Following the NPP accident, several hundred tons of heat-generating corium and fuel debris have been cooled permanently by millions of m3 of flowing. Knowledge on the interaction with water is crucial for any decommissioning planning. Starting from knowledge on the evolutions of the accident in the three reactor cores and associated fuel debris formations and some additional isotopic and physio-chemical information on debris fragments collected in Fukushima soils, we review the temporal evolution of the chemistry and leached radionuclide contents of the cooling water, comparing measured concentration ratios of the actinides and fission products in the water to reported results of laboratory leaching studies with either spent nuclear fuel or simulated fuel debris. As for spent fuel leaching, the fractions of inventories of 134,137Cs in the cooling water are orders of magnitude larger than that of the actinides. After more than 10 years of fuel debris/water contact, 137Cs release rates have decreased by about a factor of 100. The total release of actinides from the fuel debris is orders of magnitude lower than that of 134,137Cs or of 90Sr. This high stability makes direct disposal of fuel debris in suitable containers after decommissioning a viable option.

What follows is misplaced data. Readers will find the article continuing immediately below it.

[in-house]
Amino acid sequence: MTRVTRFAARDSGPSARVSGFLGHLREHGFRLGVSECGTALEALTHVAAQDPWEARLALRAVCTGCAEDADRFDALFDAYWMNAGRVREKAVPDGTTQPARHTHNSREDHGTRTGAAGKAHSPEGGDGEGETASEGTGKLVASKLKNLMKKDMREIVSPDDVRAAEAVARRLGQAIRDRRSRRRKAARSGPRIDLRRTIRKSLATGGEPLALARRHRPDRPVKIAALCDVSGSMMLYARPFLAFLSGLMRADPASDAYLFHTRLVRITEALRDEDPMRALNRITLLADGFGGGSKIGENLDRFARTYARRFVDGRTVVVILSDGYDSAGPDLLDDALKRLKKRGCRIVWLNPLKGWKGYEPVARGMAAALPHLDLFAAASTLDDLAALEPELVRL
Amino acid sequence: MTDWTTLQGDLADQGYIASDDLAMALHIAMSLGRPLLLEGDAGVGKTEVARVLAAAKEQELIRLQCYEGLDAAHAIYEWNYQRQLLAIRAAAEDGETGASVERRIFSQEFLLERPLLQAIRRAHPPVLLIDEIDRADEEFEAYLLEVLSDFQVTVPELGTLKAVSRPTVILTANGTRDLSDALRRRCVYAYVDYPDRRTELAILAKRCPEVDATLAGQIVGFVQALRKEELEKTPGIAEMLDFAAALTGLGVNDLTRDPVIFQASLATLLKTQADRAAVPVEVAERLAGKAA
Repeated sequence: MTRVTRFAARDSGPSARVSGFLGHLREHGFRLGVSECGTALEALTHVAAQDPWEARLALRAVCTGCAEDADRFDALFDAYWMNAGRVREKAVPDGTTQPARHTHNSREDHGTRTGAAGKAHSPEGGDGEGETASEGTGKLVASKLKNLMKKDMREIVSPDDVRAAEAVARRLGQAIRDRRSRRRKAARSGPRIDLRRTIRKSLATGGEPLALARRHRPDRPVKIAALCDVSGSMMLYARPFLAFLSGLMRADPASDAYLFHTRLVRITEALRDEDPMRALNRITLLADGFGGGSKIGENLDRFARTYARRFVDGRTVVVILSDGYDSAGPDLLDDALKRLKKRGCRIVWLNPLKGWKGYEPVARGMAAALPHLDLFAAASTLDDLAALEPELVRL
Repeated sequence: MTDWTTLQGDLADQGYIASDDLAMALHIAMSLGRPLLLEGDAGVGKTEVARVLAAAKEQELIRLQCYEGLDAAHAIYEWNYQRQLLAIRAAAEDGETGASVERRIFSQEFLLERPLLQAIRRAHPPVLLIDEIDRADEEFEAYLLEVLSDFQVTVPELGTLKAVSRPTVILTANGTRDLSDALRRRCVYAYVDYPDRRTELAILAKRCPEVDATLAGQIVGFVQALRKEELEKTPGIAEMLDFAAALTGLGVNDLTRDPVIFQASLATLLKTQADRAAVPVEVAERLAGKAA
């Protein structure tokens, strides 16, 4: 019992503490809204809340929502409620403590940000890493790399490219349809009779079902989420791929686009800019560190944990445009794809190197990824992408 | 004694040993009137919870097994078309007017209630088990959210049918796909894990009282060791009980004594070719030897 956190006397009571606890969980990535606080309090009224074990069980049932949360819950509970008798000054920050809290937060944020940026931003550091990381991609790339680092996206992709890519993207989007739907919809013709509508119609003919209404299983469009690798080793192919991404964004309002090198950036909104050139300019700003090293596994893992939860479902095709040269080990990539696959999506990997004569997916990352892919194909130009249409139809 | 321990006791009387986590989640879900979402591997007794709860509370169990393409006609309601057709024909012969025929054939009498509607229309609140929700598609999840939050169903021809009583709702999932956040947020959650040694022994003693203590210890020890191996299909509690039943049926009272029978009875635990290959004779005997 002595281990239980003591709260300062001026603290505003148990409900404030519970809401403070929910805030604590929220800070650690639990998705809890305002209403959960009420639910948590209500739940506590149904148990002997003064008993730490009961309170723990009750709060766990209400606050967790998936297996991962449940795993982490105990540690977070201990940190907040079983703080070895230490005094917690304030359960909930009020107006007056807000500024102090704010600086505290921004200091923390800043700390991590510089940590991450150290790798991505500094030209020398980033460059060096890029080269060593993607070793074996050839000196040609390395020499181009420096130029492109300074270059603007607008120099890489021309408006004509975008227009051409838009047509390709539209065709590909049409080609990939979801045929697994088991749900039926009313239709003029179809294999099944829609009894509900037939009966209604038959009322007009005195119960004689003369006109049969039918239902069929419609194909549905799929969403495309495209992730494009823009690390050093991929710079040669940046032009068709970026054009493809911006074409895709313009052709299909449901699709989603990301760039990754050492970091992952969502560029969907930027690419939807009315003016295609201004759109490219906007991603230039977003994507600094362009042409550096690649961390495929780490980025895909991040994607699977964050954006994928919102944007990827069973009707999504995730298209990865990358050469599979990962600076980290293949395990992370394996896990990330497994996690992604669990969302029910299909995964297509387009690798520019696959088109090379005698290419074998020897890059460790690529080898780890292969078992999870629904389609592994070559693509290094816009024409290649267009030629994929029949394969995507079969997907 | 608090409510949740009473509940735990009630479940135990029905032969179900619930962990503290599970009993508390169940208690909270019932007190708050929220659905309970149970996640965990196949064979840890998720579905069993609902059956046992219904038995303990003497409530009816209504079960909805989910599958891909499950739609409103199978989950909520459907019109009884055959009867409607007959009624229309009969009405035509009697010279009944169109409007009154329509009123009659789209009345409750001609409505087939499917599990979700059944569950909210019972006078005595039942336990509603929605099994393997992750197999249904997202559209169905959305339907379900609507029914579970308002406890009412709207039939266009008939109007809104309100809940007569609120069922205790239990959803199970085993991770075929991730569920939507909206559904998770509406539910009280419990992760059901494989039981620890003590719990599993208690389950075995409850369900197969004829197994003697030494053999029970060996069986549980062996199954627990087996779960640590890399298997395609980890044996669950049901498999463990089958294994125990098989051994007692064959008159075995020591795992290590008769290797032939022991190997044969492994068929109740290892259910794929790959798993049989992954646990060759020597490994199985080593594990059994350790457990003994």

All Science Journal Classification (ASJC) codes
- Nuclear and High Energy Physics
- Nuclear Energy and Engineering